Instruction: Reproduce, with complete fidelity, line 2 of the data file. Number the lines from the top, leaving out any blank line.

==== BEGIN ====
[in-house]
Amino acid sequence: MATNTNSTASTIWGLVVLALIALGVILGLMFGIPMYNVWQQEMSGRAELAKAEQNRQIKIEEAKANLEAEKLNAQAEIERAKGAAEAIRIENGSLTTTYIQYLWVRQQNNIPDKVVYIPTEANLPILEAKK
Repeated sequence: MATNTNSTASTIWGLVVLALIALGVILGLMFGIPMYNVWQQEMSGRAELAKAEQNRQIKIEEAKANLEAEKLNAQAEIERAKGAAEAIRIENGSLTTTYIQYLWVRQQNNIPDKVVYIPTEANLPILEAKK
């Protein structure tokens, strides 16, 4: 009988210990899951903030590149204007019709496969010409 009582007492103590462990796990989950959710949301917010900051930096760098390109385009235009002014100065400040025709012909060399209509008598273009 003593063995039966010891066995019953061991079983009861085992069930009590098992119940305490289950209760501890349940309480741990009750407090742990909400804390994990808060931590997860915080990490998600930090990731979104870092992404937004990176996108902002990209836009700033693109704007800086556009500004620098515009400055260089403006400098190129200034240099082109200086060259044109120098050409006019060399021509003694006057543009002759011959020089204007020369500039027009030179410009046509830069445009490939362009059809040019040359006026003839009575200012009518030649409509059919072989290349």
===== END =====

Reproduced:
Amino acid sequence: MATNTNSTASTIWGLVVLALIALGVILGLMFGIPMYNVWQQEMSGRAELAKAEQNRQIKIEEAKANLEAEKLNAQAEIERAKGAAEAIRIENGSLTTTYIQYLWVRQQNNIPDKVVYIPTEANLPILEAKK